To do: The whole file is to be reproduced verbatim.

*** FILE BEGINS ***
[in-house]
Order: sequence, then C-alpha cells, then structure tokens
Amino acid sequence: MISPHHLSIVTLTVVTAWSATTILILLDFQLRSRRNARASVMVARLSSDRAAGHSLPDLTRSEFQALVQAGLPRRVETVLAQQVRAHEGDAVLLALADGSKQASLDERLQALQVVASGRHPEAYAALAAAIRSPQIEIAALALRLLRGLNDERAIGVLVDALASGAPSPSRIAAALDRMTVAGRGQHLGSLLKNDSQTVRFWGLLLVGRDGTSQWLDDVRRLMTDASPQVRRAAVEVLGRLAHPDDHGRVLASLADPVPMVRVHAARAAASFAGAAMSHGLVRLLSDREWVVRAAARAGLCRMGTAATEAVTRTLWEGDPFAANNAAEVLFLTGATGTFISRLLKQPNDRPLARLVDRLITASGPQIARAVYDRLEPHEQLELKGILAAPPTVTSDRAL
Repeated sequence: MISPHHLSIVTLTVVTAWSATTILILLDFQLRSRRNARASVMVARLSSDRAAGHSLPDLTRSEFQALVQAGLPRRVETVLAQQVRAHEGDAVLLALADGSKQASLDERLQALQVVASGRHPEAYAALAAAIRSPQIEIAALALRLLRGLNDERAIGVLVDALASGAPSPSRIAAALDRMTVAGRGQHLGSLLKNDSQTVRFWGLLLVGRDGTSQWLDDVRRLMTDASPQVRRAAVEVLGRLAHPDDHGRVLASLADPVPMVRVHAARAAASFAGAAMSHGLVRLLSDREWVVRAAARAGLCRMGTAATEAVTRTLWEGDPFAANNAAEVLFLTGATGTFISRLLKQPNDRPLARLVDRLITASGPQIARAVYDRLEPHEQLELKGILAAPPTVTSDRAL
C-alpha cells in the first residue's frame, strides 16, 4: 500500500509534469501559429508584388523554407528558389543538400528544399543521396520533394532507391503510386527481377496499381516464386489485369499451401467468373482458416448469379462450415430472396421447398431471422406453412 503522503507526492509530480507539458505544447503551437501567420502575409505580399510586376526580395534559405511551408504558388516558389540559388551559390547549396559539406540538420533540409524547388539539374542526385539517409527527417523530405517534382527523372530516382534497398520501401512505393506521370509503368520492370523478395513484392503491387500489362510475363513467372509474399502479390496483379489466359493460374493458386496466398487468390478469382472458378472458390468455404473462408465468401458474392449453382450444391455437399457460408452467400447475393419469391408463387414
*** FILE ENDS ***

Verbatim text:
[in-house]
Order: sequence, then C-alpha cells, then structure tokens
Amino acid sequence: MISPHHLSIVTLTVVTAWSATTILILLDFQLRSRRNARASVMVARLSSDRAAGHSLPDLTRSEFQALVQAGLPRRVETVLAQQVRAHEGDAVLLALADGSKQASLDERLQALQVVASGRHPEAYAALAAAIRSPQIEIAALALRLLRGLNDERAIGVLVDALASGAPSPSRIAAALDRMTVAGRGQHLGSLLKNDSQTVRFWGLLLVGRDGTSQWLDDVRRLMTDASPQVRRAAVEVLGRLAHPDDHGRVLASLADPVPMVRVHAARAAASFAGAAMSHGLVRLLSDREWVVRAAARAGLCRMGTAATEAVTRTLWEGDPFAANNAAEVLFLTGATGTFISRLLKQPNDRPLARLVDRLITASGPQIARAVYDRLEPHEQLELKGILAAPPTVTSDRAL
Repeated sequence: MISPHHLSIVTLTVVTAWSATTILILLDFQLRSRRNARASVMVARLSSDRAAGHSLPDLTRSEFQALVQAGLPRRVETVLAQQVRAHEGDAVLLALADGSKQASLDERLQALQVVASGRHPEAYAALAAAIRSPQIEIAALALRLLRGLNDERAIGVLVDALASGAPSPSRIAAALDRMTVAGRGQHLGSLLKNDSQTVRFWGLLLVGRDGTSQWLDDVRRLMTDASPQVRRAAVEVLGRLAHPDDHGRVLASLADPVPMVRVHAARAAASFAGAAMSHGLVRLLSDREWVVRAAARAGLCRMGTAATEAVTRTLWEGDPFAANNAAEVLFLTGATGTFISRLLKQPNDRPLARLVDRLITASGPQIARAVYDRLEPHEQLELKGILAAPPTVTSDRAL
C-alpha cells in the first residue's frame, strides 16, 4: 500500500509534469501559429508584388523554407528558389543538400528544399543521396520533394532507391503510386527481377496499381516464386489485369499451401467468373482458416448469379462450415430472396421447398431471422406453412 503522503507526492509530480507539458505544447503551437501567420502575409505580399510586376526580395534559405511551408504558388516558389540559388551559390547549396559539406540538420533540409524547388539539374542526385539517409527527417523530405517534382527523372530516382534497398520501401512505393506521370509503368520492370523478395513484392503491387500489362510475363513467372509474399502479390496483379489466359493460374493458386496466398487468390478469382472458378472458390468455404473462408465468401458474392449453382450444391455437399457460408452467400447475393419469391408463387414